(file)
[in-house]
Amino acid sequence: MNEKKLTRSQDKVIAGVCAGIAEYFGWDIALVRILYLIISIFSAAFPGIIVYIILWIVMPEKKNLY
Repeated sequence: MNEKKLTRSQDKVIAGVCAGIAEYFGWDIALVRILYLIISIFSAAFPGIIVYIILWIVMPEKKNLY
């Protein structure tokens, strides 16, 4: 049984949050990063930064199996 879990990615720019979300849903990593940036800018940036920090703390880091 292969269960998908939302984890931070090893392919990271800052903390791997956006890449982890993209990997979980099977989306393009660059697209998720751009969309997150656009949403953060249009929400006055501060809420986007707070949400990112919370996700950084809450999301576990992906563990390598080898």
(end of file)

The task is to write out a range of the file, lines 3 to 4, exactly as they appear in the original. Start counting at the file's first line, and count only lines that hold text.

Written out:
Repeated sequence: MNEKKLTRSQDKVIAGVCAGIAEYFGWDIALVRILYLIISIFSAAFPGIIVYIILWIVMPEKKNLY
């Protein structure tokens, strides 16, 4: 049984949050990063930064199996 879990990615720019979300849903990593940036800018940036920090703390880091 292969269960998908939302984890931070090893392919990271800052903390791997956006890449982890993209990997979980099977989306393009660059697209998720751009969309997150656009949403953060249009929400006055501060809420986007707070949400990112919370996700950084809450999301576990992906563990390598080898």